But this is a case where it’s every day of school. The average in the US is 180 days, according to most sources I’ve read. So that’s just under half of 365. So, doubling the 184 kids means there would have to be a graduating class of 368 people to make up $67,000 (368 kids * $180). That’s way high for a town of 12,000 people. Even if that’s an usually large class, nearly ¼ of the town is under 18, and I don’t buy that. A minor nitpick, but it stuck with me.

The One – Kiera Cass
I’d been following this series, and had forgotten to keep an eye out for the third book. I liked the first book well enough, disliked the second one quite a bit, and so I wasn’t sure how the third would turn out. I discovered it was out by way of audible.com, where Pet keeps a subscription going to enable me =P
I listened to is pretty much in one drive at work, with only an hour left to go. I managed to get it in a day or two later. It’s okay. Had it been great, I would have made time for that hour, but as it was only ok, I didn’t feel bad letting it sit for a day to finish.
In this book, Maxon has narrowed down his love interests to 4: America and 3 other girls. Once he narrows it to 3 or fewer, he has to choose. He wants America, but he’s encountering objections to that, and America is torn between Maxon and Aspen, her former boyfriend. Also complicating the plot are the rebels: northern and southern. Northern rebels want Maxon in power to abolish the castes, Southern rebels want to take over and rule.
This book was better than the second one, which had America waffling between Aspen and Maxon, and being nice to one of them one minute, then nice to the next. This one has some plot and meat to it, as the rebels become more and more a threat to everything and everyone. It still wasn’t a great book though.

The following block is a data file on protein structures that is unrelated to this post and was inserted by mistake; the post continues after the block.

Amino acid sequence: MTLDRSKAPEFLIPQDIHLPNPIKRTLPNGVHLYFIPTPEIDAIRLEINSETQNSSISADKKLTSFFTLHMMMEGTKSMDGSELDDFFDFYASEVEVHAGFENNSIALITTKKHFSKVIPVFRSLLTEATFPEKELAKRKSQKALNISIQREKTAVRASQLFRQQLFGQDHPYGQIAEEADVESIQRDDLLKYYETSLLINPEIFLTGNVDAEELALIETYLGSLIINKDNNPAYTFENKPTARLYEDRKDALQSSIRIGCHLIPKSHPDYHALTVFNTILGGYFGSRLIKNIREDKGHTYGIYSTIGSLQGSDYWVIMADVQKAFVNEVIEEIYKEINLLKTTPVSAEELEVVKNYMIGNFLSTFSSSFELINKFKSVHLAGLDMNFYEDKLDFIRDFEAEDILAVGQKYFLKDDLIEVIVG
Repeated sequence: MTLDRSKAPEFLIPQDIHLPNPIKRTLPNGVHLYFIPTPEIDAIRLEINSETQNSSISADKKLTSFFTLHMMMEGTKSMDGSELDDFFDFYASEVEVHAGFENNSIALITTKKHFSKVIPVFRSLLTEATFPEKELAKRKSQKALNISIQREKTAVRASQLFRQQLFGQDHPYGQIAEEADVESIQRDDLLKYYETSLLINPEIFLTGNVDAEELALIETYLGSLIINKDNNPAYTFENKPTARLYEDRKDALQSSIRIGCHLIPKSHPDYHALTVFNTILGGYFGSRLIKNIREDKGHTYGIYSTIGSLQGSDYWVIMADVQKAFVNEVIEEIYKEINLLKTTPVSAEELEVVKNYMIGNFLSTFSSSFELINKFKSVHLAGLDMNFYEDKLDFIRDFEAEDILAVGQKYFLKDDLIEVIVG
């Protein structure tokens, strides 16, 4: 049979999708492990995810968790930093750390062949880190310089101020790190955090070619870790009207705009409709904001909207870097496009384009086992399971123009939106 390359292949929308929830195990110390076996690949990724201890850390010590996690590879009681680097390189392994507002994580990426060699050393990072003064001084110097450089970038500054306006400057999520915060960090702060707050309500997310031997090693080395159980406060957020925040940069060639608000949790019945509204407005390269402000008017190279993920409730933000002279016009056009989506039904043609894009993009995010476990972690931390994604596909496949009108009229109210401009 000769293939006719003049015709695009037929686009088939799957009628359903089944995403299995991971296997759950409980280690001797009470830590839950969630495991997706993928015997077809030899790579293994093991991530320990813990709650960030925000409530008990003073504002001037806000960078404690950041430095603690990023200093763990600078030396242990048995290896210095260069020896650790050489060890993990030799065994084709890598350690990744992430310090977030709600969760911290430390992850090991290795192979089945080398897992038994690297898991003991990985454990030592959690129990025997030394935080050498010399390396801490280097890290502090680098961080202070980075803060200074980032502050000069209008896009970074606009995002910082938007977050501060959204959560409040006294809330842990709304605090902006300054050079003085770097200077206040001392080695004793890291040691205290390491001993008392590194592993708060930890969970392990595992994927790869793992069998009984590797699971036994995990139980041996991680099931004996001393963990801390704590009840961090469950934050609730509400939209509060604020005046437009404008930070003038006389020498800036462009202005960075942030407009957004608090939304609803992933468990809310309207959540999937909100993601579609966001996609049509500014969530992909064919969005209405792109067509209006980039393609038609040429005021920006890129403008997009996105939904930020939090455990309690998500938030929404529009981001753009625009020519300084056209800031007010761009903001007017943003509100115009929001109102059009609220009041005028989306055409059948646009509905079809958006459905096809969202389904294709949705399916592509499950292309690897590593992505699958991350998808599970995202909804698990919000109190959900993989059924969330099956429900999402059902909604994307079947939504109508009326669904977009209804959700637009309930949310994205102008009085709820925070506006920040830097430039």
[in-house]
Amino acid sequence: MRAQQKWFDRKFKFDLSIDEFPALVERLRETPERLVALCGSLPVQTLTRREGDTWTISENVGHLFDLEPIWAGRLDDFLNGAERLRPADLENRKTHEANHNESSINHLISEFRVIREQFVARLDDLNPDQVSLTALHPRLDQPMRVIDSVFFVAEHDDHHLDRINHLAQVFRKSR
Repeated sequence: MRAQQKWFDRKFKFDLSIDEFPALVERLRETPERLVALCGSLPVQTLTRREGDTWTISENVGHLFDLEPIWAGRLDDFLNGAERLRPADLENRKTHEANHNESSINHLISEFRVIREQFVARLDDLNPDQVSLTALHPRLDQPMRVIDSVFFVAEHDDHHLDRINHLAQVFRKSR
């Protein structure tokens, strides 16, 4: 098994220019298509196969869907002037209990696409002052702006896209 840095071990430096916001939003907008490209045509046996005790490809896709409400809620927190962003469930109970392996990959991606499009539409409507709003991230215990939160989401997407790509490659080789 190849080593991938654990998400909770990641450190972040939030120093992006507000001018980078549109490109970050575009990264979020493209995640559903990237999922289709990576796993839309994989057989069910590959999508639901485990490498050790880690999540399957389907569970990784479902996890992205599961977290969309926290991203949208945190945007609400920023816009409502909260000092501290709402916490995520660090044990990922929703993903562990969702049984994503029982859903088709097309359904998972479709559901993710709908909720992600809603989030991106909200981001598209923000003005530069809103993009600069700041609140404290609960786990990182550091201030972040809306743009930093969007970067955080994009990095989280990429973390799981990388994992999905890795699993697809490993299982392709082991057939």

I don’t really buy the idea of “nice” rebels who want to help the crown prince. I realize abolishing the castes will help them as much as him, since they won’t be outlaws, and the people they care about won’t be bogged down by castes and who can do what. But they’re too nice. If Maxon won’t help them, then they won’t help him. They’ll instead go to sympathizers and other people, and get them to side with the northern rebels, and eventually get the castes abolished that way. They’re too patient. I don’t buy it.
I also found the ending of the book wrapped things up too neatly.. You can guess who Maxon’s going to choose, because why write a series if you’re going to let your heroine end up with guy from before? America gets her “happily ever after” and so does Maxon. Aspen, America’s former boyfriend, gets his possibly happy ever after. The Northern rebels get what they want, because conveniently the King and Queen aren’t going to be a problem. It’s all very neat and tidy, and almost too contrived. It’s kind of a disappointment.